How to Customize the Look and Feel of Payload with CSS

Custom CSS

One of the hidden gems in Payload is its Custom CSS option.

Its potential is completely limitless and lets you design / customize the appearance of every element of the Payload dashboard in a way that better represents your brand.

Styling a CMS can be a pain and is usually limited. While the defaults out of the box are great, some projects deserve more finesse. Payload gives you that freedom.

Our Custom CSS feature is a poster child for this approach. Wanna tweak the platform’s look? Go for it. Turn it into a kaleidoscope if you want (please don’t)... Because at the end of the day, your CMS should be a seamless extension of your brand—bonus points for making your marketing team happy.

Block, Element, Modifier (BEM) Naming convention

The entirety of the Payload admin UI utilizes the BEM (Block, Element, Modifier) naming convention. This widespread approach mitigates the usual challenges posed by CSS’s cascading nature, making your CSS more manageable and scalable. It also maintains a reliable selector convention, ensuring that they won’t unpredictably change on you.


The first step involves providing your base Payload config with a path to your custom stylesheet, ensuring that Payload can recognize and apply your custom styles.

import { buildConfig } from 'payload/config';
import path from 'path';
const config = buildConfig({
admin: {
css: path.resolve(__dirname, 'relative/path/to/stylesheet.scss'),

Once you’ve set the path, you’ll need to add your stylesheet to your directory. This will serve as the space where you define your custom styles.

First up, we’ve got a snapshot of our standard Payload Admin UI - unopinionated out of the box but highly customizable.

Before styles

The image below showcases the same UI, now elegantly enhanced with some custom CSS. I’ve updated a few small things like fonts and colors to maybe match an existing brand more closely. With minimal changes, you can see the admin panel take on a different look and feel.

After styles

How did I do this? Starting with the browser's inspector tool, I pinpointed elements I planned to modify and inserted the necessary classes and styles into my custom stylesheet.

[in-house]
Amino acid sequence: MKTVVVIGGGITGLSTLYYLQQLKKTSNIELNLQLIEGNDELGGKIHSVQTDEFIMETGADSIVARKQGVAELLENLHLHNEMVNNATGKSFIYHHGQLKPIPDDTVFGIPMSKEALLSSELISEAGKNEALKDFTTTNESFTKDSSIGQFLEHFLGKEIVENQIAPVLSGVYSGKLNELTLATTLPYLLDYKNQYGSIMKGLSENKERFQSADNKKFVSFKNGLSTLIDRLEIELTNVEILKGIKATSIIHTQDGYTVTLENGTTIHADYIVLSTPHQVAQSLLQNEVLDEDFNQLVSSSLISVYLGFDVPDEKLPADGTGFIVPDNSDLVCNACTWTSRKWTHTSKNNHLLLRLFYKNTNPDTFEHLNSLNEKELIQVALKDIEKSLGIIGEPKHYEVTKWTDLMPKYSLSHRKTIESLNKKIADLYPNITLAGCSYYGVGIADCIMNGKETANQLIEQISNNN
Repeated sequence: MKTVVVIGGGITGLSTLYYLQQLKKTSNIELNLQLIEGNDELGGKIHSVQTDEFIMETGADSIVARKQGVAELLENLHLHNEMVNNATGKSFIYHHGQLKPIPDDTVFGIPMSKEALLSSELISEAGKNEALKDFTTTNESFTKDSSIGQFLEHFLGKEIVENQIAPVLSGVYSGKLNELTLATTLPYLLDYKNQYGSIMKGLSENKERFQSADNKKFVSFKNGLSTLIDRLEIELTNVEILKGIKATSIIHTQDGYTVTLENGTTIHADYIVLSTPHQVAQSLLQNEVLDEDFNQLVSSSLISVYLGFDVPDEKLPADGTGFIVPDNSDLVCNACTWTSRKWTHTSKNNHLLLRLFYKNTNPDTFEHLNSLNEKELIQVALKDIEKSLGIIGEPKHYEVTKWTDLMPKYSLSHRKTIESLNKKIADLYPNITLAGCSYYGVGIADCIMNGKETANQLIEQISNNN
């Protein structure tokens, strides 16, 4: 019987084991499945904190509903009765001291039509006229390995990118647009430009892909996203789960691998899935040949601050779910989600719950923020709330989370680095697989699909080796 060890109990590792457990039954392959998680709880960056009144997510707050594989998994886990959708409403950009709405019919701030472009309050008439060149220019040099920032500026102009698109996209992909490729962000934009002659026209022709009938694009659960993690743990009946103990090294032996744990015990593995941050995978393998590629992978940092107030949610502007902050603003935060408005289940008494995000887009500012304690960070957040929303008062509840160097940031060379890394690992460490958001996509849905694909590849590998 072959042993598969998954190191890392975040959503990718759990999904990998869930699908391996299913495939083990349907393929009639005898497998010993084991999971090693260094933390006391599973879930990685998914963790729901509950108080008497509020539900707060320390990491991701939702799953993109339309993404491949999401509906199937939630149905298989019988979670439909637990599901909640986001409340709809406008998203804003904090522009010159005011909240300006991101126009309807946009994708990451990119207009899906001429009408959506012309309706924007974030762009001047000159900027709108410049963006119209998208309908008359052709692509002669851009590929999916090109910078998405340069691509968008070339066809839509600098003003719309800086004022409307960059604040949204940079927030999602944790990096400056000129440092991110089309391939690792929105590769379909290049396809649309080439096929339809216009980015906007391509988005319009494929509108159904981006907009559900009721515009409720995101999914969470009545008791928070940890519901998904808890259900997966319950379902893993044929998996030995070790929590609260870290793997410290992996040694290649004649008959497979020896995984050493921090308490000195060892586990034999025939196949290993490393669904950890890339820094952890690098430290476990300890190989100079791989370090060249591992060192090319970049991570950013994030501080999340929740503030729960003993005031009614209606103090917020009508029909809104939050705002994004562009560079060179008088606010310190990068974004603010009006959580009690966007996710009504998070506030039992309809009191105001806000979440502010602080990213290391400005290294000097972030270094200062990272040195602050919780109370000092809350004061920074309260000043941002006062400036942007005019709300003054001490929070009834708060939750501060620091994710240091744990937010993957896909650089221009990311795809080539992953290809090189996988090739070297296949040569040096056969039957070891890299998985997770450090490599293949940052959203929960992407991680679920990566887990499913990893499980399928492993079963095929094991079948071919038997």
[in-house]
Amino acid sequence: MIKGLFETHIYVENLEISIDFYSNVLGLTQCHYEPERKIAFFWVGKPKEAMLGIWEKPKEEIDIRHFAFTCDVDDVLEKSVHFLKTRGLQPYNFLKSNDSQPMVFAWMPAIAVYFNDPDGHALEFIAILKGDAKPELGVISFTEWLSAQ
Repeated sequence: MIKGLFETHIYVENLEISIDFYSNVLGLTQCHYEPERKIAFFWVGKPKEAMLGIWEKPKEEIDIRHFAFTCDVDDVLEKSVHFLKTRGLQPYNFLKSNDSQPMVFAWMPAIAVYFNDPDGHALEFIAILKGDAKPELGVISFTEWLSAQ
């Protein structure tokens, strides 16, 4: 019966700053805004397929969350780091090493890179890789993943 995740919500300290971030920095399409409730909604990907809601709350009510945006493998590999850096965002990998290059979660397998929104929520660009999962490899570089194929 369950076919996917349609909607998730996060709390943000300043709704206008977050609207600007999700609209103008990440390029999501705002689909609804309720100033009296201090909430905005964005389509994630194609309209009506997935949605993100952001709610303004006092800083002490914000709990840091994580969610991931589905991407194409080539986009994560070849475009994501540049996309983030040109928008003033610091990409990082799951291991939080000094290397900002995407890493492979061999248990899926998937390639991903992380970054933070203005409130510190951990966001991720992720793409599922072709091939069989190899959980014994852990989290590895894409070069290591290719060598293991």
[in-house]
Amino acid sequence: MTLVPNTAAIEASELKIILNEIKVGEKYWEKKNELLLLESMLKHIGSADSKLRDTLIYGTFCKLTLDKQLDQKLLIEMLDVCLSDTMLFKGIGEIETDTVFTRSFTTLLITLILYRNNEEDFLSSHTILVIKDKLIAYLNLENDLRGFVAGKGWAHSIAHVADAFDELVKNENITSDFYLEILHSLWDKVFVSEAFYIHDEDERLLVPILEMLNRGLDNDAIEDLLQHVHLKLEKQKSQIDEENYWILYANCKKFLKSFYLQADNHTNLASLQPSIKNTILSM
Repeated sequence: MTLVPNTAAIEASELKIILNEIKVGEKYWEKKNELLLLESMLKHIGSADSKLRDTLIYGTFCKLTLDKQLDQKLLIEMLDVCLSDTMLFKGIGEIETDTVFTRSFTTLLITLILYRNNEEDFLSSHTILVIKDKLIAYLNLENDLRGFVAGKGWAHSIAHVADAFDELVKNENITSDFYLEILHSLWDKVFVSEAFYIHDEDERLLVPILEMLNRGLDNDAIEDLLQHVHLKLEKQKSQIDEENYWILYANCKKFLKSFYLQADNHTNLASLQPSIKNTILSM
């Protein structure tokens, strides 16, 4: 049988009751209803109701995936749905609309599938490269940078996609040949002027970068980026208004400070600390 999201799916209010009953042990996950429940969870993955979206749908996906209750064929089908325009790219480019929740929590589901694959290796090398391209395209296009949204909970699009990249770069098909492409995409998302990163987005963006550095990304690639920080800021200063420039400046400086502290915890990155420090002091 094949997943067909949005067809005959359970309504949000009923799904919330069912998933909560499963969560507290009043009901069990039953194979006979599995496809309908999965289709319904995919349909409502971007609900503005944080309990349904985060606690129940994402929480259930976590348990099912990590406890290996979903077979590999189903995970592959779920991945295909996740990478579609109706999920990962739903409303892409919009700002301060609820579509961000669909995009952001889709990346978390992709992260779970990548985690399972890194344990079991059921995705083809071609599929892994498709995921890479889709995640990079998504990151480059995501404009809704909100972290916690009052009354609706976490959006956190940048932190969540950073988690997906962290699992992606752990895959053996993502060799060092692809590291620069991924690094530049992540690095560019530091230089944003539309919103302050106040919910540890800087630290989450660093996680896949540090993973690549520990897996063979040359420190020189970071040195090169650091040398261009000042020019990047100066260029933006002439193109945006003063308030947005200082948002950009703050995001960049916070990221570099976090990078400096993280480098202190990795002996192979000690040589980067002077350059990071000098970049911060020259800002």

I took a hard look at the UI’s current color theme. It was doing the job, but it wasn’t in sync with the brand image I was after. So, I changed it. By adjusting a few css variables, I’m able to change the look and feel of the dashboard to match any brand.

Swapping out the font styles is easy, you simply just need to set them in your css file. Finally, I made a few adjustments to the colors of the button and the banner backgrounds, creating a more prominent contrast.

@import '~payload/scss';
html {
&[data-theme=dark] {
--theme-elevation-0: rgb(24, 20, 48);
--theme-elevation-50: rgb(37, 33, 61);
--theme-elevation-100: rgb(50, 46, 74);
--theme-elevation-150: rgb(63, 59, 87);
--theme-elevation-200: rgb(76, 72, 100);
--theme-elevation-250: rgb(89, 85, 113);
--theme-elevation-300: rgb(102, 98, 126);
--theme-elevation-350: rgb(115, 111, 139);
--theme-elevation-400: rgb(128, 124, 152);
--theme-elevation-450: rgb(141, 137, 165);
--theme-elevation-550: rgb(154, 150, 178);
--theme-elevation-600: rgb(167, 163, 191);
--theme-elevation-650: rgb(180, 176, 204);
--theme-elevation-700: rgb(193, 189, 217);
--theme-elevation-750: rgb(206, 202, 230);
--theme-elevation-800: rgb(219, 215, 243);
--theme-elevation-850: rgb(232, 228, 255);
--theme-elevation-900: rgb(255, 255, 255);
--theme-elevation-950: rgb(255, 255, 255);
--theme-elevation-1000: rgb(255, 255, 255);
--theme-bg: rgb(24, 20, 48);
body, h2, h5 {
font-family: monospace;
font-weight: bold;
.btn {
&--style-primary {
background-color: rgb(0, 213, 110);
color: var(--theme-elevation-900);
&--style-primary.btn--disabled {
background-color: rgb(102, 255, 212);
&--disabled {
background-color: rgb(102, 255, 212);
.login .logo path {
fill: rgb(0, 213, 110);
.template-default {
.nav {
&__brand .icon path {
fill: rgb(0, 213, 110);
.before-dashboard {
.banner {
// BEM modifier selector (.banner--type-success)
&--type-success {
background: rgb(0, 213, 110);
color: white;
// BEM element selector (.banner__content)
&__content svg {
background-color: #2A2544;

A quick note: see how we are nesting the targeted elements inside its parents selectors, this is what allows us to override their styles. CSS specificity is key here, it gives you complete control of the styles.

For instance, consider our button styles. By employing a combined class selector, .btn--style-primary.btn--disabled, we increased specificity to target only the disabled primary buttons—a testament to the power of CSS specificity used in tandem with BEM.

If you want to target something else with more specificity, I recommend first inspecting the DOM. This helps you identify the selectors currently controlling the style. With this knowledge, you can craft a more specific selector to accurately target and style your desired elements, utilizing CSS specificity to your advantage.

Wrap up

The Custom CSS feature in Payload extends beyond being a simple customization tool–it’s a pathway to enrich UX and seamlessly integrate your CMS with your brand aesthetics.

We invite you to explore this feature, adapt it, and truly make it your own!

Learn More

To learn more about Payload and Custom CSS, take a look at the following resources:

Like what we're doing? Give us a star on GitHub

We're trying to change the CMS status quo by delivering editors with a great experience, but first and foremost, giving developers a CMS that they don't absolutely despise working with. All of our new features are meant to be extensible and work simply and sanely.

White Label the Admin UI
White Label the Admin UI

White label the Payload admin panel's logo, company name, favicon, and more to fit your client's branding.